This example shows you how to use MATLAB® to control a simulated robot running on a separate ROS-based simulator over a ROS network. The example shown here uses ROS and MATLAB. For the other examples with ROS 2 or Simulink®, see:
In this example, you run MATLAB script that implements a sign-following algorithm and controls the simulated robot to follow a path based on signs in the environment. The algorithm receives the location information and camera information from the simulated robot, which is running in a separate ROS-based simulator. The algorithm detects the color of the sign and sends the velocity commands to turn the robot based on the color. In this example, the algorithm is designed to turn left when robot encounters a blue sign and turn right when robot encounters a green sign. Finally the robot stops when it encounters a red sign.
Start a ROS-based simulator for a differential-drive robot and configure MATLAB® connection with the robot simulator.
To follow along with this example, download a virtual machine using instructions in Get Started with Gazebo and a Simulated TurtleBot.
Start the Ubuntu® virtual machine desktop.
In the Ubuntu desktop, click the Gazebo Sign Follower ROS icon to start the Gazebo world built for this example.
Specify the IP address and port number of the ROS master in Gazebo so that MATLAB® can communicate with the robot simulator. For this example, the ROS master in Gazebo is
http://192.168.203.131:11311 and your host computer address is
Start the ROS 1 network using
masterIP = '192.168.203.131'; setenv('ROS_IP','192.168.31.1'); setenv('ROS_MASTER_URI',['http://' masterIP ':11311']); rosinit(masterIP,11311)
The value of the ROS_IP environment variable, 192.168.31.1, will be used to set the advertised address for the ROS node. Initializing global node /matlab_global_node_46296 with NodeURI http://192.168.31.1:57058/
Create publishers and subscribers to relay messages to and from the robot simulator over ROS network. You need subscribers for the image and odometry data. To control the robot, set up a publisher to send velocity commands using
imgSub = rossubscriber("/camera/rgb/image_raw"); odomSub = rossubscriber("/odom"); [velPub, velMsg] = rospublisher("/cmd_vel", "geometry_msgs/Twist");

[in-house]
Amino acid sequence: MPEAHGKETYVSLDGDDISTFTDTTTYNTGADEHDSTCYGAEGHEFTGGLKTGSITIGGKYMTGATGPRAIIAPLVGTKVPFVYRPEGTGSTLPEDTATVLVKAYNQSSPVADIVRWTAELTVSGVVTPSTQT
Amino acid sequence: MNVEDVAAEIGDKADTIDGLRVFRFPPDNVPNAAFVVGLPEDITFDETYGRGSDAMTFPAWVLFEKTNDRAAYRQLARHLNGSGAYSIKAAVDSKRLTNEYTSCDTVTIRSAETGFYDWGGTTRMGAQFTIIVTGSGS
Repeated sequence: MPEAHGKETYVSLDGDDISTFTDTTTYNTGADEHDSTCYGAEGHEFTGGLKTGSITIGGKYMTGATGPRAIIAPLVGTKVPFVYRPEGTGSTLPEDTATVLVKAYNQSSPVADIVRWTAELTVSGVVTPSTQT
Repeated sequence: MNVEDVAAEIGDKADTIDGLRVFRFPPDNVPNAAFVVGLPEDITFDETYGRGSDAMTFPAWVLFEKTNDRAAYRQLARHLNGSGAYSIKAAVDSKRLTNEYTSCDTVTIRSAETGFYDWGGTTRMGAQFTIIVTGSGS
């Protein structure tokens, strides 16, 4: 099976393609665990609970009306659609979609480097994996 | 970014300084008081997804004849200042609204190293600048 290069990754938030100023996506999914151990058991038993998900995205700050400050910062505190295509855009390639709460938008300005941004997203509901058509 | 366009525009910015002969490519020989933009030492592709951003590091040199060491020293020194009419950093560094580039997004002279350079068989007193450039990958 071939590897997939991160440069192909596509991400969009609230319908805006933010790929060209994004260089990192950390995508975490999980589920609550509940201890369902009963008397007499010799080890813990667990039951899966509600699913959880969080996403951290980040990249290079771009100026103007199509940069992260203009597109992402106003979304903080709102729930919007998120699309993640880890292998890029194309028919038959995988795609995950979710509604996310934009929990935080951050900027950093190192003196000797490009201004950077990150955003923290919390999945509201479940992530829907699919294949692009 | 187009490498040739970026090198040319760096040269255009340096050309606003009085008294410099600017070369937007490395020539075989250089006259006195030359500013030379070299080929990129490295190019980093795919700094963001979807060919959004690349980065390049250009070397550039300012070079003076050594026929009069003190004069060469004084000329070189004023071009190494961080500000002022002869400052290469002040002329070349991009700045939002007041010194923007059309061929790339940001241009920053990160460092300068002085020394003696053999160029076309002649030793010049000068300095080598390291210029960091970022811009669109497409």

Define the image processing color threshold parameters. Each row defines the threshold values for the different colors.
colorThresholds = [100 255 0 55 0 50; ... % Red 0 50 50 255 0 50; ... % Green 0 40 0 55 50 255]'; % Blue
This example provides an example helper MATLAB Stateflow® chart that takes in the image size, coordinates from processed image, and the robot odometry poses. The chart provides linear and angular velocity to drive the robot based on these inputs.
controller = ExampleHelperSignFollowingControllerChart; open('ExampleHelperSignFollowingControllerChart');
This section runs the controller to receive images and move the robot to follow the sign. The controller does the following steps:
Gets the latest image and odometry message from the ROS network.
Runs the algoritm for detecting image features (
Generates control commands from the Stateflow® chart using
Publishes the velocity control commands to the ROS network.
To visualize the masked image the robot sees, change the value of
doVisualization variable to
ExampleHelperSignFollowingSetupPreferences; % Control the visualization of the mask doVisualization = false; r = rateControl(10); receive(imgSub); % Wait to receive an image message before starting the loop receive(odomSub); while(~controller.done) % Get latest sensor messages and process them imgMsg = imgSub.LatestMessage; odomMsg = odomSub.LatestMessage; [img,pose] = ExampleHelperSignFollowingROSProcessMsg(imgMsg, odomMsg); % Run vision and control functions [mask,blobSize,blobX] = ExampleHelperSignFollowingProcessImg(img, colorThresholds); step(controller,'blobSize',blobSize,'blobX',blobX,'pose',pose); v = controller.v; w = controller.w; % Publish velocity commands velMsg.Linear.X = v; velMsg.Angular.Z = w; send(velPub,velMsg); % Optionally visualize % NOTE: Visualizing data will slow down the execution loop. % If you have Computer Vision Toolbox, we recommend using % vision.DeployableVideoPlayer instead of imshow. if doVisualization imshow(mask); title(['Linear Vel: ' num2str(v) ' Angular Vel: ' num2str(w)]); drawnow('limitrate'); end % Pace the execution loop. waitfor(r); end
You should see the robot moving in the ROS-based robot simulator as shown below.